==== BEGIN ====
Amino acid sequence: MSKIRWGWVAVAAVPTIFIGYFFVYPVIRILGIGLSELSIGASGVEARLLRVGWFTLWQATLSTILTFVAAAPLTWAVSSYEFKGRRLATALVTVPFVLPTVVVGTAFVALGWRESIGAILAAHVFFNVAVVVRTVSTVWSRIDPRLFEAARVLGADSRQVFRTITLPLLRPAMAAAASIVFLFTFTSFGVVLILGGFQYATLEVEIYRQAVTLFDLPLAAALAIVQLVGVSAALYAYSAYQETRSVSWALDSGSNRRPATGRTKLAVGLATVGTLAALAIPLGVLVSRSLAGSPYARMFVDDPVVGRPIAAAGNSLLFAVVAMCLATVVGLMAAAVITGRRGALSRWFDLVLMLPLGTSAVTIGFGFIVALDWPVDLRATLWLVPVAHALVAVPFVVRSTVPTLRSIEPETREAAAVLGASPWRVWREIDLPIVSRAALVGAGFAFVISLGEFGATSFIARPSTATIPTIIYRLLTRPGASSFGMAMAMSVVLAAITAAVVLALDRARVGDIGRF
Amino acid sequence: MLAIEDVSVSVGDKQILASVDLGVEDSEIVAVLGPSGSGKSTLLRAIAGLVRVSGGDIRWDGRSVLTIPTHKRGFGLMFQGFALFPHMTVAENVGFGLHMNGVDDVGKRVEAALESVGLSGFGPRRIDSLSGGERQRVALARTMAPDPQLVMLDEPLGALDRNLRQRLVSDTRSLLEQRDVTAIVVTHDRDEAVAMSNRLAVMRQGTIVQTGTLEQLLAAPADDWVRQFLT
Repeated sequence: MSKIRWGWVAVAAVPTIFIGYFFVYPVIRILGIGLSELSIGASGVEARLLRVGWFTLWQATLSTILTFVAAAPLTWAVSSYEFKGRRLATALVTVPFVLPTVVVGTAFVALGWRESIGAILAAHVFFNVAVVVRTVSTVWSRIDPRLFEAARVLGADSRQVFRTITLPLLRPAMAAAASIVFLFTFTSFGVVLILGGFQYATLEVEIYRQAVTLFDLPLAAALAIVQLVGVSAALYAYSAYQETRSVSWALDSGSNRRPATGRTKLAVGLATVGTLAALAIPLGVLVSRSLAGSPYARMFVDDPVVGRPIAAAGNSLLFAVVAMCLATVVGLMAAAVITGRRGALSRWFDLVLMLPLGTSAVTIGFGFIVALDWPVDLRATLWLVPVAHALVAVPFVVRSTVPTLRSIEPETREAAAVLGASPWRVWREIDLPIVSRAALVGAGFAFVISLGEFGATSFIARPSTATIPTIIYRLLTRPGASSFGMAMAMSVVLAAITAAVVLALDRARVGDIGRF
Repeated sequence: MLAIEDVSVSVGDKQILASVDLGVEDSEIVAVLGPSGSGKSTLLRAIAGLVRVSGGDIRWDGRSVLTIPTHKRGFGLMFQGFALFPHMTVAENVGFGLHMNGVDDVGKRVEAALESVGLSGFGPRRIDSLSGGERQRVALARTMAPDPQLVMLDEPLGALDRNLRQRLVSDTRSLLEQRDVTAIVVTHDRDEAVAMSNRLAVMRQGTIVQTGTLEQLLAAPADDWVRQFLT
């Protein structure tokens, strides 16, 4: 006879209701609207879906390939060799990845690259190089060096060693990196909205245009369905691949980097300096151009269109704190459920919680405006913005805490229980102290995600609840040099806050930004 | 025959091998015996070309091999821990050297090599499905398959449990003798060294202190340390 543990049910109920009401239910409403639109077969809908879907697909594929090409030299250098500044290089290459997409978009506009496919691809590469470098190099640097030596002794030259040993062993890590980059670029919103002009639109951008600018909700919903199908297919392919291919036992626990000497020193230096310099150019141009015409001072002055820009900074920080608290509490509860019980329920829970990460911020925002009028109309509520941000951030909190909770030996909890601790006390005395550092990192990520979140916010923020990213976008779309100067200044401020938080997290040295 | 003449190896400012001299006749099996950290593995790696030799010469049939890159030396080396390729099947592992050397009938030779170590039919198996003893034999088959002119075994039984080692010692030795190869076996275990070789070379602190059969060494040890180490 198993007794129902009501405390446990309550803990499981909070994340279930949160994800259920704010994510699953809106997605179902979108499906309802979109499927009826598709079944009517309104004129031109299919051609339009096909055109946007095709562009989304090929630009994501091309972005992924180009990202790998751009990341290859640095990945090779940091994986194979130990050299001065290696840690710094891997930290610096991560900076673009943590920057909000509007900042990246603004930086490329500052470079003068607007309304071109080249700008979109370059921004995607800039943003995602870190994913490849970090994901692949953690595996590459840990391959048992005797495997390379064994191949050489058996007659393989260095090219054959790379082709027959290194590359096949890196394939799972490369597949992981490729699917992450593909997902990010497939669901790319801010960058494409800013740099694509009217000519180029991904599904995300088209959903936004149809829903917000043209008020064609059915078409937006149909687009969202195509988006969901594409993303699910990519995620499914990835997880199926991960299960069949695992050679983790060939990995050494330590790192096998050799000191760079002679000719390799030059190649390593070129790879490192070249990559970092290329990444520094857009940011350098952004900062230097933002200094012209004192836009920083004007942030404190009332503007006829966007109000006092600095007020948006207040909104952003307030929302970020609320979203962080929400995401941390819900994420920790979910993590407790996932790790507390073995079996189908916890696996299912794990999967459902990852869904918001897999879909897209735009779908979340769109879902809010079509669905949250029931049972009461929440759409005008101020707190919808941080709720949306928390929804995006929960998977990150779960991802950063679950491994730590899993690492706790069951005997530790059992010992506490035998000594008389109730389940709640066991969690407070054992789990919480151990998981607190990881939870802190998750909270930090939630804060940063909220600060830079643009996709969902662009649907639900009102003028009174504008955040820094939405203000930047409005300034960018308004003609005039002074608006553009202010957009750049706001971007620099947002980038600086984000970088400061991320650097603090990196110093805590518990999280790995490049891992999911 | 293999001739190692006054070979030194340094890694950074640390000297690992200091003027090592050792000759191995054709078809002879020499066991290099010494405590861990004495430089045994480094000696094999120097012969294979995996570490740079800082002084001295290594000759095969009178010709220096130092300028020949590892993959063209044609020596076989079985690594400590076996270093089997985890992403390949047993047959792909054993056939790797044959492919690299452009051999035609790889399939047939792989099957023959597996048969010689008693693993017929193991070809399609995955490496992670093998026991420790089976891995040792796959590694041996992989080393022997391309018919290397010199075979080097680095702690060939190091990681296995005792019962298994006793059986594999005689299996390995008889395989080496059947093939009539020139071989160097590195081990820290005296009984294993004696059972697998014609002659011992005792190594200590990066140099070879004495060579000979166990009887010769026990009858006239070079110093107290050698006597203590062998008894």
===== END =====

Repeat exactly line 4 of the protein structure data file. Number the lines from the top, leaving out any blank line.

Repeated sequence: MLAIEDVSVSVGDKQILASVDLGVEDSEIVAVLGPSGSGKSTLLRAIAGLVRVSGGDIRWDGRSVLTIPTHKRGFGLMFQGFALFPHMTVAENVGFGLHMNGVDDVGKRVEAALESVGLSGFGPRRIDSLSGGERQRVALARTMAPDPQLVMLDEPLGALDRNLRQRLVSDTRSLLEQRDVTAIVVTHDRDEAVAMSNRLAVMRQGTIVQTGTLEQLLAAPADDWVRQFLT